Flight club: new High-G training and test facility for fast-jet pilots
Thales opens a new High-G Training and Test Facility to train fast-jet pilots to withstand high G-forces in the air at the RAF College Cranwell
On 4 February 2019, the new, state-of-the-art High G Training and Test Capability Facility was officially opened at the RAF College Cranwell. As part of a £44 million project with the Ministry of Defence, the facility has been designed to improve fighter pilot safety and provide realistic training for pilots exposed to high G-forces during combat missions. It will be run by Thales UK, in partnership with the RAF Centre of Aviation Medicine (CAM).
At the High G Training and Test Capability Facility is a new human training centrifuge, which can accelerate from 1G to 9 G in just one second! Built by the leading global provider of high G training equipment, AMST, the centrifuge will allow pilots flying the Hawk, Typhoon or new F35 Lighting II aircraft to develop and maintain their ability to withstand high G-forces in a safe environment. Each pilot can take up to 20 minutes session on the centrifuge and learn how to manage high-G onset rate as well as optimal use of the aircraft anti-G system.
Modern day flying
The new facility replaces the current human training centrifuge at Farnborough, which dates back to the 1950s, to ensure today’s RAF and Royal Navy pilots are prepared for the demands of modern day fast-jet aircraft.
In addition to the much-increased G onset rate, pilots can also experience the presence of flight simulation in the new centrifuge with high-resolution, out-of-the-window displays – provided by 4K projectors – to fill the forward field of view. Further training tasks are provided by the centrifuge Visual Training Cue system which includes flight through a series of gates in the sky and a missile threat/radar warning receiver. With these capabilities, pilots can better understand how to deal with the accelerations, while flying a combat aircraft and managing the mission systems.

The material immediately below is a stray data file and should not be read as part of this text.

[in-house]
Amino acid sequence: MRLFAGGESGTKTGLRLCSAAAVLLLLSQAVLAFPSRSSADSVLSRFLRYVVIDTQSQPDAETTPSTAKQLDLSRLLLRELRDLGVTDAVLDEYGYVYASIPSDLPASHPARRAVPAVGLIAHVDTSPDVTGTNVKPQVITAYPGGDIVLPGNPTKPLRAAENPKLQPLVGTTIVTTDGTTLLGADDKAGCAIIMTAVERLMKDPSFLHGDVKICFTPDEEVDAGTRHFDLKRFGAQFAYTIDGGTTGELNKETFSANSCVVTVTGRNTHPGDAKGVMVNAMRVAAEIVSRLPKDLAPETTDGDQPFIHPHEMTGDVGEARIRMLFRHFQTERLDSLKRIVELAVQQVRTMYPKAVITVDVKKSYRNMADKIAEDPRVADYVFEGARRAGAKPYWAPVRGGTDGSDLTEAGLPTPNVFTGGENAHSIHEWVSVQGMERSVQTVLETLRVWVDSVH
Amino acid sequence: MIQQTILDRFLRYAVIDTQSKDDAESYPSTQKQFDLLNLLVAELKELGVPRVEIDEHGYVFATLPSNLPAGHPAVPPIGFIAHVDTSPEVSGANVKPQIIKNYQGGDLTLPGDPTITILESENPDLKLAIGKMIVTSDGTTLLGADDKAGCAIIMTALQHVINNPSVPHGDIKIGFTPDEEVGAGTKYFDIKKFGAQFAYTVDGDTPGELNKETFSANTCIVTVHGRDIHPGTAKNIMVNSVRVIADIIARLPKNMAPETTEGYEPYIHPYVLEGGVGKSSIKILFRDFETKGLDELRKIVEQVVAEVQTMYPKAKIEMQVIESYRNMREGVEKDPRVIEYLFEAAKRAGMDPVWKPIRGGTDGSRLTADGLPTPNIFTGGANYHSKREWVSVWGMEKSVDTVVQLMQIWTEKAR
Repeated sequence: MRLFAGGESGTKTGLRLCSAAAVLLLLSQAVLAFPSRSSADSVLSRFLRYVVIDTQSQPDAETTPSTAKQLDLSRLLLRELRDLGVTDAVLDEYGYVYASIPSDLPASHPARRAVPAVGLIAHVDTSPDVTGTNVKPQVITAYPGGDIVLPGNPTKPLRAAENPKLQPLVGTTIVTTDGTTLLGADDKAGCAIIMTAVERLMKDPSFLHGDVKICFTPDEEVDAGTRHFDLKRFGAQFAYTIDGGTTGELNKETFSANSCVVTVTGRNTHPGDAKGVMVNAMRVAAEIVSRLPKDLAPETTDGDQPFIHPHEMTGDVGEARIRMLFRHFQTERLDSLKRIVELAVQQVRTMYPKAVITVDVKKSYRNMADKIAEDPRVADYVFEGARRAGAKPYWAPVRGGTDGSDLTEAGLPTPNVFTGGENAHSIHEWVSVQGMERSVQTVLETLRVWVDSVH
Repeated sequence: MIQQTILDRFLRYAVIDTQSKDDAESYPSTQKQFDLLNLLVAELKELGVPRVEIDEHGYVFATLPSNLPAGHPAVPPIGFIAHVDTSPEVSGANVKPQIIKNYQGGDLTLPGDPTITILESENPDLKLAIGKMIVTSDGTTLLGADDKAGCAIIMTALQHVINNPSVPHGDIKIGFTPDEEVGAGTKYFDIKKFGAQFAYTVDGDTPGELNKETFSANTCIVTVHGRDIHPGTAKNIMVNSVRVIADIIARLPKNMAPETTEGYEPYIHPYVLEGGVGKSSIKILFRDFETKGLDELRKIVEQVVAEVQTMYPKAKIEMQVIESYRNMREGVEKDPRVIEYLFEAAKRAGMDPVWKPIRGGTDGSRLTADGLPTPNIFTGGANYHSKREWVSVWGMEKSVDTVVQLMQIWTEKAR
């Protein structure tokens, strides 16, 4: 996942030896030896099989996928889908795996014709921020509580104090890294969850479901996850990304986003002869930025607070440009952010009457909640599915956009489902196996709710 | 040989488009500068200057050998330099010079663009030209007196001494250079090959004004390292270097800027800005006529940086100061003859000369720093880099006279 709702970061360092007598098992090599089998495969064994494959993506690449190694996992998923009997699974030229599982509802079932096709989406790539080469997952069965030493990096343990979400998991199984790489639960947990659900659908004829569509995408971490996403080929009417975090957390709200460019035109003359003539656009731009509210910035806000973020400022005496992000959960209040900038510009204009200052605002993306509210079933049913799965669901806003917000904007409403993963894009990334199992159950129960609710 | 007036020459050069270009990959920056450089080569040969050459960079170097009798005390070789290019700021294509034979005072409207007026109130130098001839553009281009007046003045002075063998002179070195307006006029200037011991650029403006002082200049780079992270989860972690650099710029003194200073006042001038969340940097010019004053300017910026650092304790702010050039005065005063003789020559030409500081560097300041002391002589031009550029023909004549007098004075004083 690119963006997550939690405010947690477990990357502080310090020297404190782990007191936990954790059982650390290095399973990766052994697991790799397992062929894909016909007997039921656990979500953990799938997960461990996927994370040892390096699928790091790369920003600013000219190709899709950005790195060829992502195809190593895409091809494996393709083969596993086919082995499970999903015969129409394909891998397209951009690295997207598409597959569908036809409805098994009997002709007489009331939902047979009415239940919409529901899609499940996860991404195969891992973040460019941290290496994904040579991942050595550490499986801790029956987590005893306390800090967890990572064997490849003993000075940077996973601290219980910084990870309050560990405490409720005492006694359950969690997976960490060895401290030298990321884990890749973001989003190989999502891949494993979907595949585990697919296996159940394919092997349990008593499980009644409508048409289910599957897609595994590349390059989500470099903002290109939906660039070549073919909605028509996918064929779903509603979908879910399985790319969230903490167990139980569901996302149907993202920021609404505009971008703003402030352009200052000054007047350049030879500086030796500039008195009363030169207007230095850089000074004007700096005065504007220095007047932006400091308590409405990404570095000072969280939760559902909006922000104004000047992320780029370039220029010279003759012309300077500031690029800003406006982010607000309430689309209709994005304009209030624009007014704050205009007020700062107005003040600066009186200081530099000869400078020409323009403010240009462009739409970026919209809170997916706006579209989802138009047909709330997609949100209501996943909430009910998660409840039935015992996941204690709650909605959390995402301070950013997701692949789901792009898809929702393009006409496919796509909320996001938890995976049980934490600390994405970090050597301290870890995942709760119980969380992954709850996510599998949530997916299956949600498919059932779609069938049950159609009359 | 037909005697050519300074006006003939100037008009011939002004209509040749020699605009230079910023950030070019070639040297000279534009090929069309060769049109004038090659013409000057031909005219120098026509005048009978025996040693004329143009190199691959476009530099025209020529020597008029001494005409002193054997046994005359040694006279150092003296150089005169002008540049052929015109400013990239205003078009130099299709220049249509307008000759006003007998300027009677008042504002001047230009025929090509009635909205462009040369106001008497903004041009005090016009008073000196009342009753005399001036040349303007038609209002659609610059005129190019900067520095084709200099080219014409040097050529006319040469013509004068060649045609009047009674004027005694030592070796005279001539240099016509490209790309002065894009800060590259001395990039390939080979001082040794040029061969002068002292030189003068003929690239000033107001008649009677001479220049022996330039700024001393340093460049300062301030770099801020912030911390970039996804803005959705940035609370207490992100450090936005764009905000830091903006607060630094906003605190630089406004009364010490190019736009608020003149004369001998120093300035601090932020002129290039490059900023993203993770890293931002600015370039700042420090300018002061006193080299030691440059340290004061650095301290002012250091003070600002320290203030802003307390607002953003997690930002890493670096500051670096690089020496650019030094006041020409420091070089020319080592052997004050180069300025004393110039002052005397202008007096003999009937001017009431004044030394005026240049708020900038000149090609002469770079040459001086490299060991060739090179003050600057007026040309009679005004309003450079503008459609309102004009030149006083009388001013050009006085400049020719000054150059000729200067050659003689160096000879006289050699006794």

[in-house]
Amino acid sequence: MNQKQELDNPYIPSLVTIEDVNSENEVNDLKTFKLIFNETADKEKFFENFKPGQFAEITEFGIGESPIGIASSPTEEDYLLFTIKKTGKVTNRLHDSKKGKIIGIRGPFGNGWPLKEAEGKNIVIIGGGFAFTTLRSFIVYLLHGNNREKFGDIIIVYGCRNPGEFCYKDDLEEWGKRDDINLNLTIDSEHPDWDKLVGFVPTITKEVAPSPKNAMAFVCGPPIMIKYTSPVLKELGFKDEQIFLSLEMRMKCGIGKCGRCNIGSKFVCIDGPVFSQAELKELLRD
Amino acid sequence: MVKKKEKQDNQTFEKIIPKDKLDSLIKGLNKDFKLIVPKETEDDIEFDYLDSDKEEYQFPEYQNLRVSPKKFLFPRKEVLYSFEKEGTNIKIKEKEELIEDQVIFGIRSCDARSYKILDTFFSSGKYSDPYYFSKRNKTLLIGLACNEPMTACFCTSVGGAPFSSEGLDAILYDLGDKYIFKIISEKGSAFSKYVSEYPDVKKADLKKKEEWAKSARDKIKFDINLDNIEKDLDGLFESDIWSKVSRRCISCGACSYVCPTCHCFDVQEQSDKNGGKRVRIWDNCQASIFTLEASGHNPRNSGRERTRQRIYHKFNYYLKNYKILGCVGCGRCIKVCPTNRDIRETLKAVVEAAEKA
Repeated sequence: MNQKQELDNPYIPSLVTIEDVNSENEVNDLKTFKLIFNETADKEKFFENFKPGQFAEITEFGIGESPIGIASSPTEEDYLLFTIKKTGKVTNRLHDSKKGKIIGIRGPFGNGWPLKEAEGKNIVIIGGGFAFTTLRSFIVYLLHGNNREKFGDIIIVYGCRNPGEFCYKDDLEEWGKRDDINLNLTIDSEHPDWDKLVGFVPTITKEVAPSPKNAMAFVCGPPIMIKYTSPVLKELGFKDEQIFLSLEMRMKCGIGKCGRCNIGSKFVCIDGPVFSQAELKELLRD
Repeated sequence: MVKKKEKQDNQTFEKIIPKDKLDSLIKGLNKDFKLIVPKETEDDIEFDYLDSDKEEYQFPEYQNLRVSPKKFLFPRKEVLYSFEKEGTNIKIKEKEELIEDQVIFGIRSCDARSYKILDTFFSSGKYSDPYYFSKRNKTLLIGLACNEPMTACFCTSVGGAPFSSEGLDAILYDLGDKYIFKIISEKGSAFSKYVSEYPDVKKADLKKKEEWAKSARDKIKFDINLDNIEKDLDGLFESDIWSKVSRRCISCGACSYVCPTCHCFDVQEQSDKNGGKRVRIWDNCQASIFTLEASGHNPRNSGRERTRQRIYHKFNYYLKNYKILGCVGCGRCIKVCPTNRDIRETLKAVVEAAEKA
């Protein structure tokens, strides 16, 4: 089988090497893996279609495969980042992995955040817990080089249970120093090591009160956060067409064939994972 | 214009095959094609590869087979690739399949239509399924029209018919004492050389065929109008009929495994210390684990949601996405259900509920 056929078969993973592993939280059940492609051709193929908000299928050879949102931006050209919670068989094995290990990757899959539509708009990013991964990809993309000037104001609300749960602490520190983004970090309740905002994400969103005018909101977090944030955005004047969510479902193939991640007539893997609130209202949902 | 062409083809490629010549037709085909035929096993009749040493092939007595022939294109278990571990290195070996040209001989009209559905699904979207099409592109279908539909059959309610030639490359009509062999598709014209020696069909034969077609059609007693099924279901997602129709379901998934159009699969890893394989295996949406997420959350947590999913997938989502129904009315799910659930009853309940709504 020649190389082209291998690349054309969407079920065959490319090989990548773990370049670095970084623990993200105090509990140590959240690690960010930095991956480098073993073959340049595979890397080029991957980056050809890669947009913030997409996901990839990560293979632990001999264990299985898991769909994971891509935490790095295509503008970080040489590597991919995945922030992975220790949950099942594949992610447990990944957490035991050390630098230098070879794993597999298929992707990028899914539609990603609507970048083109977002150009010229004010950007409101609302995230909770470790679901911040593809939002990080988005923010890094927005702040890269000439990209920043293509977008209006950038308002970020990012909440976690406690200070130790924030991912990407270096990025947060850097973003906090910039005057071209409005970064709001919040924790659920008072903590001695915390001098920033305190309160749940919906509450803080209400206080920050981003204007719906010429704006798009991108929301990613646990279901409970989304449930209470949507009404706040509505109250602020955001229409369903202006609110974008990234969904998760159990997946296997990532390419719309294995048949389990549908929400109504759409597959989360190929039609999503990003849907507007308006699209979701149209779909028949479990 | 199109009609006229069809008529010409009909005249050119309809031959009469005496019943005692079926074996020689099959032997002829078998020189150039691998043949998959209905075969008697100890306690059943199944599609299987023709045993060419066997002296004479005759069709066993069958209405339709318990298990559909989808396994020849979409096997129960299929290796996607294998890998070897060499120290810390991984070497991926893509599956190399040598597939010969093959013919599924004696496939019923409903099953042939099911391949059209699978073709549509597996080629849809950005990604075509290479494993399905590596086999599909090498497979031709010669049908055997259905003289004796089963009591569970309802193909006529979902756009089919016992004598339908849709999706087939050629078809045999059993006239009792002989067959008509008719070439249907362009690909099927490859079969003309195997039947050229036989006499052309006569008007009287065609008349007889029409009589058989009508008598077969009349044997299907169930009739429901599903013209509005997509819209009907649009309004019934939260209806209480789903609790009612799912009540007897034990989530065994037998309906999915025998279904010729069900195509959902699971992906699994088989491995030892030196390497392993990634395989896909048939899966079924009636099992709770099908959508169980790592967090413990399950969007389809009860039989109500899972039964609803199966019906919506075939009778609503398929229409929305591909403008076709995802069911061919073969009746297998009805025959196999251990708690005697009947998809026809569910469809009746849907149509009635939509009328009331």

This is an important evolution in the training pilots receive. The latest generation fighter aircraft can perform advanced manoeuvres at high speed, with multi-axes motions, and this provides significant advantage and superiority in the air. However, it also exposes pilots to new combinations of high acceleration and rotational motion which can cause a pilot to lose consciousness and, in the worst case, cause fatalities.
With this new facility, pilots can develop their ability to withstand high G-force on the ground and experience training under much more realistic conditions. It will, ultimately, save the lives of more fast-jet pilots.